When I hit the video store on Wednesday evening, I had a short list of movies to keep my eyes open for, but I decided to give the New/Recent Releases section a quick perusal before heading straight to Horror. The way the store is laid out, if you proceed directly to your right from the entrance and then begin browsing at the shelves that appear on the immediate right, you’re presented with a quick selection of recent TV series releases followed by documentaries. Continuing along the same path you reach a corner where the end of the new/recent releases begins. (I always browse this way, starting at ‘Z’ and working my way to back to ‘A’. Don’t ask why — I couldn’t tell you.) As I scanned over the covers, I was struck with some familiar and slightly disturbing artwork for a movie called Thirst. Assuming by the artwork — correctly I might add — I guessed that it was a horror movie, which was exactly what I was there for.
The description on the back of the DVD case was an intriguing one, one that involved a priest volunteering for a medical experiment. When the experiment goes badly and the priest receives an emergency blood transfusion, he soon discovers the life he new previous is almost entirely gone: the blood that saved his life has transformed him into a vampire. Further more, I read that Chan Wook Park was director/screenwriter — I immediately signed on when I read that as I thoroughly enjoyed his last movie I had seen, Oldboy (which quickly found a spot in my personal collection). Without giving too much away, it’s a great twist on an all too stale genre that really takes forbidden love/lust to a new level. Come on, a Catholic priest that becomes a vampire? Talk about inner conflict.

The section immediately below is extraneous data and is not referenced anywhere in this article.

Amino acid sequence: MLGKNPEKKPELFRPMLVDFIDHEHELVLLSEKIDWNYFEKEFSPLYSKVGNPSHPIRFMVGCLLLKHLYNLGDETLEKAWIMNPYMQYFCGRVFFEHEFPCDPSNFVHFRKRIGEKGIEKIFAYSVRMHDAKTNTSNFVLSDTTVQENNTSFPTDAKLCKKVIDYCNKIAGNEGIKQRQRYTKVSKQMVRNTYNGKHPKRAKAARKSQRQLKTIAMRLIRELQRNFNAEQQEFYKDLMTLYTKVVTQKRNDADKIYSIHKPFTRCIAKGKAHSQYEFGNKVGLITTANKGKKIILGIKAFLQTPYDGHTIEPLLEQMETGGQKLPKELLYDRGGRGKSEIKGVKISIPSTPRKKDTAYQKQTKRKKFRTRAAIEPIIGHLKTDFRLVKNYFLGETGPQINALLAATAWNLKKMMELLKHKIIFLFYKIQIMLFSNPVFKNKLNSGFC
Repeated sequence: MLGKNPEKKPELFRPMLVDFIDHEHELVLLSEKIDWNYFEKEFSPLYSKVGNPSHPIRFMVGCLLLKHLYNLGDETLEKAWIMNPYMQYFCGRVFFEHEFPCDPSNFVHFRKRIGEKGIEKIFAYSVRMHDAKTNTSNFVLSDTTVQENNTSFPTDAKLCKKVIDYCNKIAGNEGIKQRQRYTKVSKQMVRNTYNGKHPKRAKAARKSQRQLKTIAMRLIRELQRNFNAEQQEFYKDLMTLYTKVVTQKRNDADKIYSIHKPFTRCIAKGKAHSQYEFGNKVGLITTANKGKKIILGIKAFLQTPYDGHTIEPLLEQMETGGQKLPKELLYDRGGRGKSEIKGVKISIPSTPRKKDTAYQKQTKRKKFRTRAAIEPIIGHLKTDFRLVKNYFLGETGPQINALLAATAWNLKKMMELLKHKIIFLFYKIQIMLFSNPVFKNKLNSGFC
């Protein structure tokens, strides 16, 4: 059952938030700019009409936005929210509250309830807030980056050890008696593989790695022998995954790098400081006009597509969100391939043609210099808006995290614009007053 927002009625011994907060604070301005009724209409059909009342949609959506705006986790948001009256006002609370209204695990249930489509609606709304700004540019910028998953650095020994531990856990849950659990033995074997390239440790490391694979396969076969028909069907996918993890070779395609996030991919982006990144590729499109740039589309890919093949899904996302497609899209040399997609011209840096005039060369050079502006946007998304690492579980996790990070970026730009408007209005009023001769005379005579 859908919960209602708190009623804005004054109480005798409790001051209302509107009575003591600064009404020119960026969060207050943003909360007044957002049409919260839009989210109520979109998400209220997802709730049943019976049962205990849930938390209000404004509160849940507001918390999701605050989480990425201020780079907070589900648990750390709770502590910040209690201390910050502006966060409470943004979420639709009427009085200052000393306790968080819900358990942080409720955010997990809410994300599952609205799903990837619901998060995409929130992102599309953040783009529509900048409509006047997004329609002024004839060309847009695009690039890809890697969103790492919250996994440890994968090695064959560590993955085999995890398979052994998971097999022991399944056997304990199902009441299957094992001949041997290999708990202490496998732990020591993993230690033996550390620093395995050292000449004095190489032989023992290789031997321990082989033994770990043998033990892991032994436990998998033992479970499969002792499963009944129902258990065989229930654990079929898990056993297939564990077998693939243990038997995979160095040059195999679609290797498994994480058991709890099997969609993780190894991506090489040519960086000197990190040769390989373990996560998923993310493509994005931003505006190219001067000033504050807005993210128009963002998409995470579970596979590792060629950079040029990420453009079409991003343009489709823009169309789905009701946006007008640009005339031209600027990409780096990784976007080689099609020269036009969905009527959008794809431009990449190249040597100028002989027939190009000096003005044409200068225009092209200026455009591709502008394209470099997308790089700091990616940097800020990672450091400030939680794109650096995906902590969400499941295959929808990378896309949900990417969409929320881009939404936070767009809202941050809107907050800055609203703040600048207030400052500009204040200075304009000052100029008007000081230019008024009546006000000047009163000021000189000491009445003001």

So if you’re looking for a vampire movie that isn’t dripping with teenage romantic angst — and you don’t mind a little blood — do yourself a favour and throw Thirst in the old movie playing box. You shouldn’t be disappointed. And on the note of enjoyable and unique vampire flicks, be sure to check out Cronos and Let The Right One In — I can’t recommend either of them highly enough. (Is it purely coincidence that people overseas are still managing to produce creative films within the driest of genres? I’m thinking not. Fucking Hollywood.)